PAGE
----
“If the body of the deceased was not that of the man mentioned the difficulties disappear.”
Following on from the last post after dealing with ‘The Devil’s Advocate’ (DA) it becomes pretty apparent that for some folks nothing much has changed since 1948. What is most disappointing though is that any new finding that contradicts this ingrained knowledge is simply dismissed out of hand, or in some cases, inexpertly and illogically challenged.
Take the box of matches DS Leane swore were found on the body. The box of matches everybody accepts was found on the body. The box of matches that has made its way into every publication, TV coverage, blog and conversation about the case for over seventy years. The box of matches coroner Cleland accepted as being found on the body. Proof the Somerton Man was able to light the half-smoked cigarette found wedged under his chin.
Then read this.
“Constable John Moss, of Brighton, who received first advice of the mystery over the telephone, said to the Truth this week, “When I saw the body on the beach I could not resist the feeling that there was something about it not quite suggestive of sudden death from natural causes.
For instance, the fingers of the dead man were heavily nicotined and yet, although there was half a packet of cigarettes in one of his pockets, he didn’t have a match on him.
It occurred to me as rather strange that if a man who was obviously such a heavy smoker was going to spend a little time on the beach he would have gone there without matches.”
Then there is Gordon Strapp’s deposition where he described the trousers as being worn by the man he was watching on the evening of the 30th as being striped.
When the man found dead the following morning was wearing a plain faun-brown pair.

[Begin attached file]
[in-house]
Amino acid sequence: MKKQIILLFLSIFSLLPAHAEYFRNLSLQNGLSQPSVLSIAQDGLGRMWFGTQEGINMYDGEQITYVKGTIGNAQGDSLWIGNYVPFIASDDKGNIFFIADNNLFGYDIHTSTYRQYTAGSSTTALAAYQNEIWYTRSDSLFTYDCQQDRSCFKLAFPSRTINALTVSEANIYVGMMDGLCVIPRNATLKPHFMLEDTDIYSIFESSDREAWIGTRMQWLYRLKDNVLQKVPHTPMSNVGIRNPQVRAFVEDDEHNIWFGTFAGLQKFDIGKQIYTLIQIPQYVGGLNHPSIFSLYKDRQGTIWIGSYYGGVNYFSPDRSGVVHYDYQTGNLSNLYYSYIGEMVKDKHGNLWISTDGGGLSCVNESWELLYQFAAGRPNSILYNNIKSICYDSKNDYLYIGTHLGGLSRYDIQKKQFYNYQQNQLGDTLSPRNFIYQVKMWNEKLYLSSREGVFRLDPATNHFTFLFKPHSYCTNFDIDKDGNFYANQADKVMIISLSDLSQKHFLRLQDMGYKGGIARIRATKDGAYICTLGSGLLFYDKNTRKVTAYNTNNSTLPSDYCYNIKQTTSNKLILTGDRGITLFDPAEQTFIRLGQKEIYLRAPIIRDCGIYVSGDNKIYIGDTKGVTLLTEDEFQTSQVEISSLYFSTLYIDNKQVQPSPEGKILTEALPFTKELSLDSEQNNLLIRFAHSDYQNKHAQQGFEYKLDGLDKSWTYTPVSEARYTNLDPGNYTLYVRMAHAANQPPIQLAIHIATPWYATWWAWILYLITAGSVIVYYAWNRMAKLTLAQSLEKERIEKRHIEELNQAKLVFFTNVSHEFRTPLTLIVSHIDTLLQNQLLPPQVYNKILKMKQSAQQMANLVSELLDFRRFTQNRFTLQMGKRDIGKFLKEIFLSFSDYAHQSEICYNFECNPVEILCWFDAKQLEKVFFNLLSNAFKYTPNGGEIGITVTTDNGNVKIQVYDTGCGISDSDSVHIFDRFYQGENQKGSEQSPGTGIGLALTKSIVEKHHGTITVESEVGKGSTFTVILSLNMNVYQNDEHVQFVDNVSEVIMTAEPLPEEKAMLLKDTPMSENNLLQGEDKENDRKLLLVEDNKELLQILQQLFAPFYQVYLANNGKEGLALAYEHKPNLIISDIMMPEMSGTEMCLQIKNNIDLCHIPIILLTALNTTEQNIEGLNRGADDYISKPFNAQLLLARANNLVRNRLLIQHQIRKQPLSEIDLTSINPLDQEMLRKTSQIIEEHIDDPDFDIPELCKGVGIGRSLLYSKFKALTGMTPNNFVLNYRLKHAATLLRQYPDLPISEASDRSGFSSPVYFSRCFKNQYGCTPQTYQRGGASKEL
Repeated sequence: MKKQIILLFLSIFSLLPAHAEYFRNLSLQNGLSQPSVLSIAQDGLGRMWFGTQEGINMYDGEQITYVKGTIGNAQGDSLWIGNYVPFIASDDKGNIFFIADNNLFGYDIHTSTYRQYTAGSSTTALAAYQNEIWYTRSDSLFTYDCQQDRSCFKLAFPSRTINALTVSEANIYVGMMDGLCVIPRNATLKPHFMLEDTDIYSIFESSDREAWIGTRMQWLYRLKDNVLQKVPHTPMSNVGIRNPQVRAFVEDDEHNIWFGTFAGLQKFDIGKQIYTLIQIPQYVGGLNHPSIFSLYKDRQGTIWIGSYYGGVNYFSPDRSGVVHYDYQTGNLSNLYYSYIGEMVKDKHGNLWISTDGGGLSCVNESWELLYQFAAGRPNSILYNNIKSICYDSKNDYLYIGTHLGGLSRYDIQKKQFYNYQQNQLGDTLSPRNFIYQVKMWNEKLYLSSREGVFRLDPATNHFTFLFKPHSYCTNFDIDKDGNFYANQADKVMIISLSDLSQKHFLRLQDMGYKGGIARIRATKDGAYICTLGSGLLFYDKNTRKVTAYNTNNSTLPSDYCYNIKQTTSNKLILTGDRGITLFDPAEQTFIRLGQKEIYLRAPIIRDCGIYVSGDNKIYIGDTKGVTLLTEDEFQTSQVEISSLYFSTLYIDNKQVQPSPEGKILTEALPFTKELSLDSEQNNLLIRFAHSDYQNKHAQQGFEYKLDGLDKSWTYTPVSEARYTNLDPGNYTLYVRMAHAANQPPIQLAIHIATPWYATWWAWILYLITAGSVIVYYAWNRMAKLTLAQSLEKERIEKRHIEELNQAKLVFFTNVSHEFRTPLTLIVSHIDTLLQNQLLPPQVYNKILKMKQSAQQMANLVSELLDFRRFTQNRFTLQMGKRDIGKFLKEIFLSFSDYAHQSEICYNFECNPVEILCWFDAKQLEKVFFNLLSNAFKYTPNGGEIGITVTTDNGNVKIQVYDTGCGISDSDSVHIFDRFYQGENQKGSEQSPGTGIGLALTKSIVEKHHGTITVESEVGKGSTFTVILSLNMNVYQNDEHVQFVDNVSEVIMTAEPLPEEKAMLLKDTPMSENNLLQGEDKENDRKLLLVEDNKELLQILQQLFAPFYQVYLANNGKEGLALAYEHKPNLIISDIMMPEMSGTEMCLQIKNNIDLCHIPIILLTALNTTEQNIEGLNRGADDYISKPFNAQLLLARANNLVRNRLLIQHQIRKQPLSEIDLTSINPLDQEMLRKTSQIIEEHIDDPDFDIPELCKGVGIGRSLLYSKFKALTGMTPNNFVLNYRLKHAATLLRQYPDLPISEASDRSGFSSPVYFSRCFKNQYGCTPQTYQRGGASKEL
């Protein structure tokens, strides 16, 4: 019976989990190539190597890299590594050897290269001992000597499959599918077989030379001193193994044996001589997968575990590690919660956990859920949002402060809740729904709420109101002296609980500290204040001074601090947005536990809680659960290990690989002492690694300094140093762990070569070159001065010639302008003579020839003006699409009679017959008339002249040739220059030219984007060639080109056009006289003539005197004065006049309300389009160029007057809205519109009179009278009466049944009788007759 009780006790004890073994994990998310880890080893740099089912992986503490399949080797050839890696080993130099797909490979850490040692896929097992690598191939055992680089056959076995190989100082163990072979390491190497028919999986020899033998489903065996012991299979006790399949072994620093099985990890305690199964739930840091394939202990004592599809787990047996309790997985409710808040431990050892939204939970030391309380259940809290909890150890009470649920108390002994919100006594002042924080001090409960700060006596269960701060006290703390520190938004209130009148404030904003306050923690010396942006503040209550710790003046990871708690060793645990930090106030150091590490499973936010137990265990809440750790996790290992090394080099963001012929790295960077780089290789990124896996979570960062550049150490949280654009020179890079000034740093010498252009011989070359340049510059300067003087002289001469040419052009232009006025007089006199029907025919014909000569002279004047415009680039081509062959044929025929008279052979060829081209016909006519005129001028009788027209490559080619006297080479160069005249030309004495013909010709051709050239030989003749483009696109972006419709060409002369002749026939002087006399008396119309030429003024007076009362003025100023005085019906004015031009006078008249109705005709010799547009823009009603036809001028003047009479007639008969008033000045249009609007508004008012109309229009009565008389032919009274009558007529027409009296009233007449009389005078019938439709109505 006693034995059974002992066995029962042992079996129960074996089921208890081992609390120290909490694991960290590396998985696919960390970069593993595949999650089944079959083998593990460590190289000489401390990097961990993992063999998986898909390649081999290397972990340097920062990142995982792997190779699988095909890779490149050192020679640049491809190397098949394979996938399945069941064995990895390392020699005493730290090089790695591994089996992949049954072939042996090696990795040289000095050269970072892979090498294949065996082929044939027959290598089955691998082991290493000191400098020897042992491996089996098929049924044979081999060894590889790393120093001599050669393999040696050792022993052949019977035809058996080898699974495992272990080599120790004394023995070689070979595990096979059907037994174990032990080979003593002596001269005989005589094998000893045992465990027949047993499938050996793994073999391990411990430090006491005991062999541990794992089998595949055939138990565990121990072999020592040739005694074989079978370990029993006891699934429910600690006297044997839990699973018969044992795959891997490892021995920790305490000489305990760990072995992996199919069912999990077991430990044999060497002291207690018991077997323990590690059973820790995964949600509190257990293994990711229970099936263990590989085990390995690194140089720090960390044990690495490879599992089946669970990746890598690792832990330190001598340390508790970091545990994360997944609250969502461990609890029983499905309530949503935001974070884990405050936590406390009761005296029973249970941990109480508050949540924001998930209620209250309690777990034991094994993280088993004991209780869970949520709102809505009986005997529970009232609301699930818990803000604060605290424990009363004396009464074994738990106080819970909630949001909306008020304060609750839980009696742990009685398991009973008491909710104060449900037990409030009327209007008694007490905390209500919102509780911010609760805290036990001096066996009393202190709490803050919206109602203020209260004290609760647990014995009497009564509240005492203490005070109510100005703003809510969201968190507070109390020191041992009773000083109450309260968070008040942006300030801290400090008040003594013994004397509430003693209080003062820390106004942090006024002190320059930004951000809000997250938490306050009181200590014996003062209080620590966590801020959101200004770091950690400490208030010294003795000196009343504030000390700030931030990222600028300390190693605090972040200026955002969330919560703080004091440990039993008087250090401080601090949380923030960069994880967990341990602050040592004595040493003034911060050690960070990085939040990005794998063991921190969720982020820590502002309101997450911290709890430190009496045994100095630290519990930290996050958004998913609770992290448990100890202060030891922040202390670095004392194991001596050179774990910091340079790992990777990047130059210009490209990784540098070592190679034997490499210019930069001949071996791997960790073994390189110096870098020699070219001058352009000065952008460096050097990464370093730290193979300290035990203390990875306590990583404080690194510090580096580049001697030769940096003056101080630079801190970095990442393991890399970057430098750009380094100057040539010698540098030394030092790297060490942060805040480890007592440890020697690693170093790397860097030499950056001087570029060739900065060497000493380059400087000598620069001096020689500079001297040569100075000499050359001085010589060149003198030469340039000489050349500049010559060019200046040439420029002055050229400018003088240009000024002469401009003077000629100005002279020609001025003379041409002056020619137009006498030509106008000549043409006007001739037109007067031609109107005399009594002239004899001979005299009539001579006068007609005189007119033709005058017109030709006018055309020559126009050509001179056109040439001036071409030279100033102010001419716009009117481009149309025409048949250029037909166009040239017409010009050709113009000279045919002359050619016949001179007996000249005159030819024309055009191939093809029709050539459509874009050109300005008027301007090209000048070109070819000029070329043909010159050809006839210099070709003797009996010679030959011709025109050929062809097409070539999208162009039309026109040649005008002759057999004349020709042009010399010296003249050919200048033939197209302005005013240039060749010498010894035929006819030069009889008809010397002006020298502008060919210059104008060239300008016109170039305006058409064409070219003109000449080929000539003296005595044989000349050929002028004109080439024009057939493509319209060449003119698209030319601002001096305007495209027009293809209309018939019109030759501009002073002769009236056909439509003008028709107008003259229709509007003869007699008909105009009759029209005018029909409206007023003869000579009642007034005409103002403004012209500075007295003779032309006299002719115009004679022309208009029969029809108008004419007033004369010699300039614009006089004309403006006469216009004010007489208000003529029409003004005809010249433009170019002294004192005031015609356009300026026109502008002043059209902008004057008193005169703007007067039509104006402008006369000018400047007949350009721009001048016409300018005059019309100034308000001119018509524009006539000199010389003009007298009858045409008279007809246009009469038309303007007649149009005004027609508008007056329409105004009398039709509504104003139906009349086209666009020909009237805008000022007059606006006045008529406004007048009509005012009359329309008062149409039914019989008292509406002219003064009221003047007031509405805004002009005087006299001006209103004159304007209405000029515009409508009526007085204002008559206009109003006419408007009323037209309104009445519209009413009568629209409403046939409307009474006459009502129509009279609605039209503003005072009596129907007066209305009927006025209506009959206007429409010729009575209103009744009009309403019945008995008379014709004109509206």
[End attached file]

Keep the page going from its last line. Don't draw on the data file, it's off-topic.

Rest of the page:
And finally, the considered judgements.
Was it Murder or Suicide?
Thomas Erskine Cleland – Coroner.
I cannot say.
John Matthew Dwyer – L.Q.M.P
Death was not natural.
Robert James Cowan – Senior Government Analyst.
Death more likely due to natural causes.
Lionel Leane – Detective Sergeant.
There is no fact that I know of which points towards suicide and abolishes the possibility of murder.
Leonard Brown – Detective.
As far as this death is concerned, there is no context into which the words (Tamam Shud) can fit.
John Burton Cleland – naturalist, microbiologist, mycologist and ornithologist. Professor of Pathology at the University of Adelaide.
Death was almost certainly not natural, and in all probability that some poison had been taken, with suicidal intent.
What has yet to be discussed is how these judgements might have changed if the men involved in making them took proper notice of the sworn evidence.
” I have been discussing the circumstances on the footing that the body on the morning of 1st December was that of the man seen in the evening of 30th November. But there is no proof that this was the case .. If the body of the deceased was not that of the man mentioned (seen the night before) and if the body had been taken to the place where it was found, the difficulties disappear. If this speculation, for it is nothing more, should prove to be correct, the original assumption that it was the deceased who left the suitcase at the luggage room, bought the rail and bus tickets, removed the clothing tabs, and put the words “Tamam Shud” in a pocket, would require revision.”
Well, he got that right.